The corners can be rounded by setting the line cap.

`ctx.lineCap = "round"`

You can also apply a bezier curve to the overall line to create a smoother overall line, by, for each point in the line P'_{0}, …, P'_{n + 1}, applying the equation P'_{k} = (k/(n+1))P_{k-1}+(1-(k/(n+1)))P_{k} **[NB: You might do well to select which points to which you apply the smoothing of the bezier curve by setting a threshold, perhaps on the angle between P**_{n} and P_{n+1}]

Combining these two techniques with a standard box blur to the line itself will give you a much smoother appearing line.

**Edit**

From what I can tell, there's actually a number of ways to do this – which you use is entirely up to you. I'll give you an example, and let you decide: Assume you have a path drawn from a beginning point p_{m} (mousedown) to an endpoint (mouseup) p_{n}. That path is made up of subpaths (the points joined by miters). We can draw the path to the context from p0 to p1 with lineTo() and stroke() as normal. Just from watching console output, the points at which the subpaths join is the mousemove event firing. Record these points in order in an array.

Of course if we draw this to the main context, we have a problem removing it, so this should be done to a buffer context (an additional canvas element, for instance). The buffer is cleared, and we use the points of the miters to calculate the curve. bezierCurveTo prints a cubic function (B(t) = (1-t)^{3}P_{0}+3(1-t)^{2}P_{1}+3(1-t)t^{2}P_{2}+t^{3}P_{3}, t ∈ [0,1]. Step through your array (think for loop) recalculating the line with those points, updating the curve from P_{0} to P_{n-3}. (Doing quick head-math. You might need to think over this endpoint. All of this is dependent upon which arcing equation you use).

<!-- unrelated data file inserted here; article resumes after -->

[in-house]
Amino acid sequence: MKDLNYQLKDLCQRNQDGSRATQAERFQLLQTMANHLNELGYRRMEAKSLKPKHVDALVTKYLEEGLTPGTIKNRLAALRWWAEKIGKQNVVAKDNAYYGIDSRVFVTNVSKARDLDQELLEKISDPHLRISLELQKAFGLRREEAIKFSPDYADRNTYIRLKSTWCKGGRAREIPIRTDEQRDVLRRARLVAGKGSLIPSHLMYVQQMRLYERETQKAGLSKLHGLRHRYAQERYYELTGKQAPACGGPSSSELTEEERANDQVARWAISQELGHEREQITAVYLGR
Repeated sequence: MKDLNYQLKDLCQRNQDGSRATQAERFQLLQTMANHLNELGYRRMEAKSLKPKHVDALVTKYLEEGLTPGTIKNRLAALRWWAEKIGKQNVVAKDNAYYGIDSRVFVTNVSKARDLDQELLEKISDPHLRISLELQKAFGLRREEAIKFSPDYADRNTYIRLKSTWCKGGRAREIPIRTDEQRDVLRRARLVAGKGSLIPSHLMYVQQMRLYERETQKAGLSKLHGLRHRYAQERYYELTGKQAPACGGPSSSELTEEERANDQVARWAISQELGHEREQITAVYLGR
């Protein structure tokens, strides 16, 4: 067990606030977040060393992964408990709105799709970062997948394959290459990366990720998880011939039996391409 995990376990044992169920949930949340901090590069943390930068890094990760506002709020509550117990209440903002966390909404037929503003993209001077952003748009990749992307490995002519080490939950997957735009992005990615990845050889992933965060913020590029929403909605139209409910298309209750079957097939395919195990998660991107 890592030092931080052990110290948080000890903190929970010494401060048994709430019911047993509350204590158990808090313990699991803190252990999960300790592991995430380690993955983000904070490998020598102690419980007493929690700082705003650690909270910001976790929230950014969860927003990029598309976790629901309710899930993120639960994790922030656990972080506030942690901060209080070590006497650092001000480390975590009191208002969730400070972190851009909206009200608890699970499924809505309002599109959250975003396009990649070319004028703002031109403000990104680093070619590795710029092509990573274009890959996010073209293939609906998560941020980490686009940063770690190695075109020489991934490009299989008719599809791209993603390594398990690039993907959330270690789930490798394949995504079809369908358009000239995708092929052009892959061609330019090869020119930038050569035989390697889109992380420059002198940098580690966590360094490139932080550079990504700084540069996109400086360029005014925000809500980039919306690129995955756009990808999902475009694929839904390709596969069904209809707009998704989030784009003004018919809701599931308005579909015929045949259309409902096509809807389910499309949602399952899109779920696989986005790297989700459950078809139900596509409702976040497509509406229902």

So let me see if I can do something with this... I'm not testing it so I guarantee bugginess.

```
// Assume:
// bfr = buffer context.
// ctx = main context.
// md = boolean value for mousedown
// pts = []; <-- already contains lp (below) at pts[0];
// We've also recorded Pm in associative array lp [last point]
// Draw is fired on mousemove. Mousemove records a current point in associative array cp
draw = function() {
if(md) {
bfr.beginPath();
bfr.moveTo(lp.x-.5, lp.y-.5);
bfr.lineTo(cp.x-.5, cp.y-.5);
pts.push({cp.x, cp.y});
bfr.stroke();
}
}
// Optionally, you could make this function recursive.
// This assumes that you want to estimate the curve based on the whole line.
bezier = function(pts) {
ctx.beginPath();
ctx.moveTo(pts[0].x, pts[0].y);
for( var i = 0; i < pts.length - 3; i++ ) {
ctx.bezierCurveTo( pts[i+1].x, pts[i+1].y, pts[i+2].x, pts[i+2].y, pts[i+3].x, pts[i+3].y);
}
ctx.stroke();
}
```

Again, this is what I see – someone else may have an entirely different and I'm sure better interpretation. I'm trying to tear chunks of things I've done and put them together with some new code quickly to give you some idea.

`ctx.lineCap`

- perhaps that's what you're after. – pimvdb Aug 12 '11 at 21:36